But as the Forecaster points out, the owner of 555 had planned to build (presumably) luxury condos at that spot, but the project fell through. So now Avesta has come in to develop the lot. I don't know much about Avesta, but the property they run at 77 & 85 Grant Street is a bright spot on the block.
If and when the economy picks up again, there will likely be a return of the luxury condo market, as well as rent increases throughout the City. So these projects are crucial to ensure that there is decent affordable housing in the city, instead of having people move out to the suburbs.
"The 37 efficiency units will be about 420 square feet each, and cost between $500 and $750 a month in rent. The building would be four stories.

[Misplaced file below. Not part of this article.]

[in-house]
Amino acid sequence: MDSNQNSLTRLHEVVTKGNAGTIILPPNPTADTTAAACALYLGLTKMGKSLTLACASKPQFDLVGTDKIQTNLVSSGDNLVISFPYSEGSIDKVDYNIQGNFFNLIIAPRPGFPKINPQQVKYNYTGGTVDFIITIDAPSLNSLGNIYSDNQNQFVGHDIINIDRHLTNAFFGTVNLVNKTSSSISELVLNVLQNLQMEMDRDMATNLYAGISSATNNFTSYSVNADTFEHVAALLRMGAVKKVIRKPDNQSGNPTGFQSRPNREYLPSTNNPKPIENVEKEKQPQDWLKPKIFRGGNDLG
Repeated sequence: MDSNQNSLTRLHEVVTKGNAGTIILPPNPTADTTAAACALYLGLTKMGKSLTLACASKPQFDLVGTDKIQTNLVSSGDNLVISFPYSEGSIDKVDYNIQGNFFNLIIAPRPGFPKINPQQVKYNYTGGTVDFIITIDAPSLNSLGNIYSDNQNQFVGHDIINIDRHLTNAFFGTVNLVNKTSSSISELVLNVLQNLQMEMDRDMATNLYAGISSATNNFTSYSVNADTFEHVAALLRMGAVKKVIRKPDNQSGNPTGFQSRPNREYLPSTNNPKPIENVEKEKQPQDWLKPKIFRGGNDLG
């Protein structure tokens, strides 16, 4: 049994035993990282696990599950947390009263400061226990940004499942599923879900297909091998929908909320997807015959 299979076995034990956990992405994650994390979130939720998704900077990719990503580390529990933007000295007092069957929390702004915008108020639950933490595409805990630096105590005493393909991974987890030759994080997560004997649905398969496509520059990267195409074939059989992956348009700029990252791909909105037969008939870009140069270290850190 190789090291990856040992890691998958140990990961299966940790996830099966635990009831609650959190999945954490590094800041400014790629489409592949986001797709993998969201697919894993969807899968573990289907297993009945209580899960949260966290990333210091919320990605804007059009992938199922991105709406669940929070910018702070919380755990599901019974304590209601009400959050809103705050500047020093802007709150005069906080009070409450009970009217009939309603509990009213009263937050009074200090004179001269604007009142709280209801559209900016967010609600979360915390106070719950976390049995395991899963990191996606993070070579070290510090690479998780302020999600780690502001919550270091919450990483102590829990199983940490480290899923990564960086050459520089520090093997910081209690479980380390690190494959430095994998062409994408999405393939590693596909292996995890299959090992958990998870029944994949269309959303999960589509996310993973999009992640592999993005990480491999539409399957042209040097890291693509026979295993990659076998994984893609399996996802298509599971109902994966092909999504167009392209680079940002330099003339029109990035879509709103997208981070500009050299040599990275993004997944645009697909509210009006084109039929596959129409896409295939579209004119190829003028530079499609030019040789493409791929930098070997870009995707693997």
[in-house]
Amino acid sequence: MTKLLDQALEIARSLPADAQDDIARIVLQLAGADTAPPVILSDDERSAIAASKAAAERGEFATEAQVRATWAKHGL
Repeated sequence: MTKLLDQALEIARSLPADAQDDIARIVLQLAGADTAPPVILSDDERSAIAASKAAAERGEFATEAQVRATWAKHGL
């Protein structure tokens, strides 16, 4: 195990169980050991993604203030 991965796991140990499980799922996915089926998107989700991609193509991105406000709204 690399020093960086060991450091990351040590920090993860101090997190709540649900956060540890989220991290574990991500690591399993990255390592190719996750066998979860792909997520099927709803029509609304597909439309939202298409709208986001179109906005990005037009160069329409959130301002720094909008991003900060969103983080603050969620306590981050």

'We're targeting this toward people who make in the $20,000 to $30,000 range,' Payne said. He said Avesta hopes the location and price will attract artists, and said there was a strong interest." TF
Some of the neighboring property owners, including residents of expensive condominiums, the owners of Five Fifty-Five and the owners of other commercial buildings on Congress Street, see the project as a lost opportunity. They say the arts district already has enough housing for low-income residents, and that it needs more people who have money to spend at restaurants and art galleries.
''When you add people who can't do anything to the economic development of the community, you take up space,'' said Penelope Carson, who owns a nearby commercial building on Congress Street in a partnership with her brother, Harold Pachios. PH